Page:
Post from 1741, October 2011

“All Art is Quite Useless”

Monday, 17. October 2011 0:23

My friend who is the beginning ceramicist is in the midst of a quandary. Having broken through his block, he now is producing, but that has caused another problem. He feels that the things he makes must have a use, and since he has created objects for which no immediate purpose jumps to mind, he is concerned. While I understand this problem intellectually, his mindset is one with which I cannot fully identify.

Thus we have had long discussions about the nature of art and artifact creation, he maintaining that his ceramic output must find a function and I maintaining that art, regardless of the medium, need not have any function beyond its own existence. In looking for an argument that I thought might persuade him, I discovered this letter that Oscar Wilde wrote to an Oxford student, Bernulf Clegg, who had written Wilde asking for clarification of Wilde’s assertion in the preface to The Picture of Dorian Gray that, “All art is quite useless.” Wilde responded:

My dear Sir

Art is useless because its aim is simply to create a mood. It is not meant to instruct, or to influence action in any way. It is superbly sterile, and the note of its pleasure is sterility. If the contemplation of a work of art is followed by activity of any kind, the work is either of a very second-rate order, or the spectator has failed to realize the complete artistic impression.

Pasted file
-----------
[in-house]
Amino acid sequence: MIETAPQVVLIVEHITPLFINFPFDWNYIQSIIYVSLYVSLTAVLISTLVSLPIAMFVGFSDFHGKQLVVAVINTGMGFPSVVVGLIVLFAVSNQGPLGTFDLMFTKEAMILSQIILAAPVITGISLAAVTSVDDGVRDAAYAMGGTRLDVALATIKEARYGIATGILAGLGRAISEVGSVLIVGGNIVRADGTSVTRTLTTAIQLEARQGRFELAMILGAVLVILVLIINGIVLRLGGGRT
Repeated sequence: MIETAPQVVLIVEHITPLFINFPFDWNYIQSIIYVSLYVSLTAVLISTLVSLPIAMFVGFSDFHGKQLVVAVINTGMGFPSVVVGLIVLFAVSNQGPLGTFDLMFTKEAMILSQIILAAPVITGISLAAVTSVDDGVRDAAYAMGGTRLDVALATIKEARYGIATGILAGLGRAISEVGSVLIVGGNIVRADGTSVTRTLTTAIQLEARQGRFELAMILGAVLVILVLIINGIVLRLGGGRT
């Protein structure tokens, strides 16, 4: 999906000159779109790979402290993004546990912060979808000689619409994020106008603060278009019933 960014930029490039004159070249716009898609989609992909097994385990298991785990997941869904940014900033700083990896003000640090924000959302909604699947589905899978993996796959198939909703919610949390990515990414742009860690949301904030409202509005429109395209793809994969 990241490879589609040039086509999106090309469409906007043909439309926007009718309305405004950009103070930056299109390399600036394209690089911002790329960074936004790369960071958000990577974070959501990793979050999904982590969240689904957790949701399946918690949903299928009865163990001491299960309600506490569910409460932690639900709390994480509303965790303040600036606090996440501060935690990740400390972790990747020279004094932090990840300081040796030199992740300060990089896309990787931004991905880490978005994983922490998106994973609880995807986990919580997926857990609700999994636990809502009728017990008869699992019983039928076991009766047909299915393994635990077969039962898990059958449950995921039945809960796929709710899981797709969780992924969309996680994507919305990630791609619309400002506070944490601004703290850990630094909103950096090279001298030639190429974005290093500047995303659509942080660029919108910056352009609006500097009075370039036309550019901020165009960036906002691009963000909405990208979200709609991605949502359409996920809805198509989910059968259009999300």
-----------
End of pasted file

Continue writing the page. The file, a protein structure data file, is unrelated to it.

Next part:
A work of art is useless as a flower is useless. A flower blossoms for its own joy. We gain a moment of joy by looking at it. That is all that is to be said about our relations to flowers. Of course man may sell the flower, and so make it useful to him, but this has nothing to do with the flower. It is not part of its essence. It is accidental. It is a misuse. All this is I fear very obscure. But the subject is a long one.

Truly yours,
Oscar Wilde.

Admittedly, Wilde’s position is an extreme one, but then that is what you would expect from Oscar Wilde. There is much evidence to contradict what he says in the first paragraph, but the second paragraph states, I think, the reality of art. It exists for itself, not necessarily for some external functional purpose.

This is not to say that art cannot have impact other than the “moment of joy” that we gain by viewing it. Art can certainly make statements about society, politics, aesthetic issues; art can put forth a particular point of view to the degree that it becomes propaganda as well as art. It can surely influence action. Art can make us think about ourselves and our lives and the lives of others, perhaps better than other means of communication can, and certainly in more complex ways than other approaches.

To say that art is “useless,” however, is not to say that it doesn’t have value beyond the immediate pleasure of viewing. (Wilde’s own work illustrates this.) It is to say that it need not have a function other than to be.  Even in those areas of design where the product of the work has inherent functionality, we have a tendency to call the work art only when it rises above that functionality. (I am thinking here of areas like architecture or set design, or even illustration).

In these days when marketing seems to be as important as creation, I think that it is easy to allow ourselves to fall into the trap of thinking that our work must have function. However, belief in the necessary utility of our art can and will govern and limit our output, preventing us from producing our most imaginative work.

 

 

 

Category:Aesthetics, Communication, Creativity | Comment (0) | Author:

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